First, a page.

Behind the Scenes with BBC Sport

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Having been with BBC Sport in Salford for just under 12 months, I recently completed by first project for the TV Sports News team and I thought it would be a great chance to give you a little behind the scenes look at what goes on filming with BBC Sport…

For a little background to the story, see: http://www.bbc.co.uk/sport/0/hockey/31971743

PRE-PRODUCTION

Having covered the story in depth during my time at BBC Radio Kent, I pitched the idea to the producer of Saturday Sportsday Ian Kemp.

He then weighed up whether or not any similar stories had been covered on the show before, the validity and likely wider news interest in the story. He also had to consider when any piece would likely be broadcaster given constraints with the Six Nations and other pieces that had already been commissioned.

Once I’d been given the green light, I made contact with the relevant parties to see if they would get on board with the project.

Similarly, Ian, myself and presenter Katie Gornall had a couple of conference calls to assess what exactly we would need in terms of filming and interviews, chatting around the crux of the story itself and general logistics of our demands. I was extremely fortunate to have Katie working with me as she invested heavily her own time and research to fully understand the debate at hand.Camerman Steve Holloway filming at East Grinstead Hockey Club

Once we were all on the same page, I went back to all the different parties to nail down exact timings and topics, so they were fully briefed on the likely topics to be discussed so they could be fully prepared too.

Unfortunately a week before filming, one of our interviewees pulled out, but fortunately Katie was straight on the case fixing a replacement. Teamwork!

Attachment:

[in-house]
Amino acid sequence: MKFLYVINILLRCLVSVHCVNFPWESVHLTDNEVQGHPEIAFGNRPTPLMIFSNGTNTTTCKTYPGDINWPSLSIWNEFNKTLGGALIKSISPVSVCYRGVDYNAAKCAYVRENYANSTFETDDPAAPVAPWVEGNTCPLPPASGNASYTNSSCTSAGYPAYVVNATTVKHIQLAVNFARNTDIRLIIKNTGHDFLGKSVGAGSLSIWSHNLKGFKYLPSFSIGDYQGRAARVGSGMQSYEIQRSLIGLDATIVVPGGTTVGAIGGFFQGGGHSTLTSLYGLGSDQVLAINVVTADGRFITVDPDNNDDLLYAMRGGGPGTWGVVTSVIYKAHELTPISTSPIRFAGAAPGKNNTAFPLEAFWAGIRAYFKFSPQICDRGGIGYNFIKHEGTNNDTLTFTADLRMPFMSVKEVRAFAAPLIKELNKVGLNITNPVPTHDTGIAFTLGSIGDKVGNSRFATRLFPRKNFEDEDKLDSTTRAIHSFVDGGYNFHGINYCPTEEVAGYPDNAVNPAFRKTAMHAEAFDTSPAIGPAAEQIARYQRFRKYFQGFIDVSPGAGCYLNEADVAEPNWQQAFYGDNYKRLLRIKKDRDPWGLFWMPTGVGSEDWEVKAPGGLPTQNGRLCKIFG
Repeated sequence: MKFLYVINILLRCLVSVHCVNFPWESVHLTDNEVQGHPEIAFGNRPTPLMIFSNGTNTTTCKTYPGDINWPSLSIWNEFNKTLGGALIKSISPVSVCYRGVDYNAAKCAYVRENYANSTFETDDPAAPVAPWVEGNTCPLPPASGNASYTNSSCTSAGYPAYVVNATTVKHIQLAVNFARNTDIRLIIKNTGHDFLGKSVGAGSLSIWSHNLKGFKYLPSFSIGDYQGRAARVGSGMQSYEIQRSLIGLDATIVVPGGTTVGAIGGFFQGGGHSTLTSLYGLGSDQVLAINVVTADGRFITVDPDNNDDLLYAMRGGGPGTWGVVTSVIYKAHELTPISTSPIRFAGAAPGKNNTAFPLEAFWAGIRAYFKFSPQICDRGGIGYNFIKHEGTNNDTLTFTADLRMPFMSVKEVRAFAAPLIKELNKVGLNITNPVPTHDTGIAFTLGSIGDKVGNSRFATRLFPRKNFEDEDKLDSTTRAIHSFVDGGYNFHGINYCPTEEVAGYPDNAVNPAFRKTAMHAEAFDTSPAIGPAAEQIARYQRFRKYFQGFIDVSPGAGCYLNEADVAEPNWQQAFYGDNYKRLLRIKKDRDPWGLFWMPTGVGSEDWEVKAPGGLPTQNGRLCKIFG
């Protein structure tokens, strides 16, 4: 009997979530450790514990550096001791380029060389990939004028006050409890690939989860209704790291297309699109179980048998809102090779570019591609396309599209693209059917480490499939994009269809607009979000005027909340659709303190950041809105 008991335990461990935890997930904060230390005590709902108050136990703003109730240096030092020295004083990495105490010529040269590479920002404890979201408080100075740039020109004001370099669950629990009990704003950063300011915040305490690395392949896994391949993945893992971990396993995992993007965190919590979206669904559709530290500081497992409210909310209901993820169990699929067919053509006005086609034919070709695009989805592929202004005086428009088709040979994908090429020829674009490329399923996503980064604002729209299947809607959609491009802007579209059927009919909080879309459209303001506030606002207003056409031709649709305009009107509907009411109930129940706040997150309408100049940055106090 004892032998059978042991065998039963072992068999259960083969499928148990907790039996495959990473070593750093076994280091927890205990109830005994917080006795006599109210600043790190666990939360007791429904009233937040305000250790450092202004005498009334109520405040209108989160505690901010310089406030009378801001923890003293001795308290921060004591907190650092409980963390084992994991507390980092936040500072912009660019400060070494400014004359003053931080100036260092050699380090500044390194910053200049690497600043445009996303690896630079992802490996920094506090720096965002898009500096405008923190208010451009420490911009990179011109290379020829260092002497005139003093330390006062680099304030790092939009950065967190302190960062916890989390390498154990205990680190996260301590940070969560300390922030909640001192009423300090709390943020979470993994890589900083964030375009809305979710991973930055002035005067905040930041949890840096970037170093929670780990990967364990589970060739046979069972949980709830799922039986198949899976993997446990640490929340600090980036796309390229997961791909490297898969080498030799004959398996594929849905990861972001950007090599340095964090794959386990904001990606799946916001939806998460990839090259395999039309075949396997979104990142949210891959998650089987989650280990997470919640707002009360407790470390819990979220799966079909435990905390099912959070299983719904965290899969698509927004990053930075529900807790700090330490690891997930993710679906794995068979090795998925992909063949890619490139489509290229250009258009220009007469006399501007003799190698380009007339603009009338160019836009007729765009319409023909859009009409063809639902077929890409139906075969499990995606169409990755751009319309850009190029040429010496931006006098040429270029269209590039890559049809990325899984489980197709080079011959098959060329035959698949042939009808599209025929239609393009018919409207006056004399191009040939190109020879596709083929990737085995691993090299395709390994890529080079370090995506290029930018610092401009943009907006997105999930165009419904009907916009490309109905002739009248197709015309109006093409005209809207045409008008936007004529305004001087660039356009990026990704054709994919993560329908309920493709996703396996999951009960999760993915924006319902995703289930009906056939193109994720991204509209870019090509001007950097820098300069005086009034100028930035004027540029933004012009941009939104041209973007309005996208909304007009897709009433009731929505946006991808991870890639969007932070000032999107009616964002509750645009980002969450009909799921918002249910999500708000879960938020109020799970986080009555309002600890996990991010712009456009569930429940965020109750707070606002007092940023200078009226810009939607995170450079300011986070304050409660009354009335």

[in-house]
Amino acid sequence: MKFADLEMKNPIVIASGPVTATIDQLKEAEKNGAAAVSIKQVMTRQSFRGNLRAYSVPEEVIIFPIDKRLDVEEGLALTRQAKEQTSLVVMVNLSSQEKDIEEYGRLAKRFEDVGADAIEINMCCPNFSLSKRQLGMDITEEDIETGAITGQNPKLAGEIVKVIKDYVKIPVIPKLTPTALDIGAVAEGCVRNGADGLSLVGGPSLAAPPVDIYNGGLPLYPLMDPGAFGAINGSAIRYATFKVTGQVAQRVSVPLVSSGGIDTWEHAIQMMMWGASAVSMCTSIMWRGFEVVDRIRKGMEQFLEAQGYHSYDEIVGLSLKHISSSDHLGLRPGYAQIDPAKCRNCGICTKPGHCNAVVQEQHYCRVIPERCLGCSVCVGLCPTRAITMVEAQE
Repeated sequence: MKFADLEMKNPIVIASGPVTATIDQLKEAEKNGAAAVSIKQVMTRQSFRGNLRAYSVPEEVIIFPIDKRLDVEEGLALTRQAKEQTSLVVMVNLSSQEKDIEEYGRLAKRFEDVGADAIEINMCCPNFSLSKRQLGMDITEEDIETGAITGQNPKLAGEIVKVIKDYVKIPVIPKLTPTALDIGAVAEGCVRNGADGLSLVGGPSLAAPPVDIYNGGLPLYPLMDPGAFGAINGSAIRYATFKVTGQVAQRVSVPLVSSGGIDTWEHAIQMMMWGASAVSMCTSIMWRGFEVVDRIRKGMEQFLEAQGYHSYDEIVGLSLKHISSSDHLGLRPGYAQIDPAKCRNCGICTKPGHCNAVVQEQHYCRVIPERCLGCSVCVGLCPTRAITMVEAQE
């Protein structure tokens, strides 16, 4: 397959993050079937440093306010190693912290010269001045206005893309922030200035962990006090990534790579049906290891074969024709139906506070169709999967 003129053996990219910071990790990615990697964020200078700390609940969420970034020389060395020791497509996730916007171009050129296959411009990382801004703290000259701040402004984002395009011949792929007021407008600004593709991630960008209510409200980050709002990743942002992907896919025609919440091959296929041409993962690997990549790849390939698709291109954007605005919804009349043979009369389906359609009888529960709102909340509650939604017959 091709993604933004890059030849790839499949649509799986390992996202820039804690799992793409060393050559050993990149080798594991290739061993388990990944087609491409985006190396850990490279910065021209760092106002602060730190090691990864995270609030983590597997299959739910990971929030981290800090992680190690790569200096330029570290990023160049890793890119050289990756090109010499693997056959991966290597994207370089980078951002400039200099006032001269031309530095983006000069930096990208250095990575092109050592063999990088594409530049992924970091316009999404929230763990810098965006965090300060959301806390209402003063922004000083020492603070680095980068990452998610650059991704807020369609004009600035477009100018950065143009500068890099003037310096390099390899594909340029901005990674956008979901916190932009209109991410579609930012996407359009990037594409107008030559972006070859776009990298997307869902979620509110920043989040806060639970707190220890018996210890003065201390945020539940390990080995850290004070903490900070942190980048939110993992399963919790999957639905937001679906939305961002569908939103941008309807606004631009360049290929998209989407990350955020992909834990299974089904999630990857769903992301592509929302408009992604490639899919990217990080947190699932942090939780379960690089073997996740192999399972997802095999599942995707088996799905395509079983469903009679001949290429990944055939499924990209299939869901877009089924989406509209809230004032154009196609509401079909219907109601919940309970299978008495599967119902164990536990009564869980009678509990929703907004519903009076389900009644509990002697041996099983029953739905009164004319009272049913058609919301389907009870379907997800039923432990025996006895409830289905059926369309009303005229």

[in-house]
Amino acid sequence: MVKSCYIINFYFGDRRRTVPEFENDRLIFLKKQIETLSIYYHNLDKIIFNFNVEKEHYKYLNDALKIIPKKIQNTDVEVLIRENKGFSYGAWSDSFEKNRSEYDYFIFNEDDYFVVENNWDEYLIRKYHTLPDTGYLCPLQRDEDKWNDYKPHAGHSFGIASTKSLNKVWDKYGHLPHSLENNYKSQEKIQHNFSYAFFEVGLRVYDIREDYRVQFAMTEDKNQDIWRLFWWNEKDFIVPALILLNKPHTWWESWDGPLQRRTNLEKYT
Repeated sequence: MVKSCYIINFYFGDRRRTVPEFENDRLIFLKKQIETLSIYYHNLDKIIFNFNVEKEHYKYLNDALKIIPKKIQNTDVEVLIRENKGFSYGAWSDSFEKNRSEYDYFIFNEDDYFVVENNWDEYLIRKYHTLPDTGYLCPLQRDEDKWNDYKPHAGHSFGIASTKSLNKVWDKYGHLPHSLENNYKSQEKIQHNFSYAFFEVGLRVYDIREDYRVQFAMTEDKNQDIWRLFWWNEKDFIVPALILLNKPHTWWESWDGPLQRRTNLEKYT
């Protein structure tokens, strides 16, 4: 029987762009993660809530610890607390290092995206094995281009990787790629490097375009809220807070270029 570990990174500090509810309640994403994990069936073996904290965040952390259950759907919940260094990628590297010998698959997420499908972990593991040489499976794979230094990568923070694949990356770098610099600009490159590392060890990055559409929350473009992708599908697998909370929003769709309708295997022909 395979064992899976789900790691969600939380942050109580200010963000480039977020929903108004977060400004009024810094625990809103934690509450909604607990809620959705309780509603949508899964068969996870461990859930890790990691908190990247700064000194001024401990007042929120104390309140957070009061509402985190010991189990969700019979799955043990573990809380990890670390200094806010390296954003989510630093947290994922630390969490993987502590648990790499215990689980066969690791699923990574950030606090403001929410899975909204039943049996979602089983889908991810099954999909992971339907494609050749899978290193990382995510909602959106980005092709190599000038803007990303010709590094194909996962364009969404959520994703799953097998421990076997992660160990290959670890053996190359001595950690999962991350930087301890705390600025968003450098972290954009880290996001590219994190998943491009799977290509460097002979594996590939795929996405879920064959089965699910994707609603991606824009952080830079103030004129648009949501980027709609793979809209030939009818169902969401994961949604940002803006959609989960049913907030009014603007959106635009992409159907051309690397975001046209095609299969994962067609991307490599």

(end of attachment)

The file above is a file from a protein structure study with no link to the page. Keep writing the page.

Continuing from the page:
One of the most important aspects we had to consider in the planning stage was cost. My job was to sort timings, transport and content to ensure we could get the maximum amount of the day. It also included getting our colleague Nick Hope to conduct one of the interviews for us the week before at the All England Badminton Championship in Birmingham!

FILMING

Our filming began around 0900 at East Grinstead. When Katie and I arrived, our outstanding cameraman Steve had already setup and started getting some shots.

We all introduced ourselves to EG chairman Simon Longhurst and Alice and Alicia from the women’s side who we would be interviewing. It’s really important to spend a good chunk of time before any interviews just chatting with any interviewees to make them relaxed and so you can get some key information that you can include in any questions in the interviews.

Katie Gornall speaking to East Grinstead chairman Simon LonghurstDespite the final piece being around 2m45s long, Katie interviews Simon and the girls for around 15 minutes each, whilst I act as both reflector board holder and listener to the good lines. At the end of the interviews, Katie checks with me that I’m happy and where necessary, I suggest a couple of extra questions or ask to redo any where there may have been a stutter or a noise in the background that might make the original answer unusable.

Next Katie and I agree on her pieces to camera and roughly how we want it to look and what she should say. I leave her to script her own pieces and discuss other shots that we’ll need from Steve.

Before leaving EG, we make sure we’re all 100% happy with all the filming. I make sure I’m taking a good variety of pictures too, in order to formulate the online piece later on. Truly multimedia!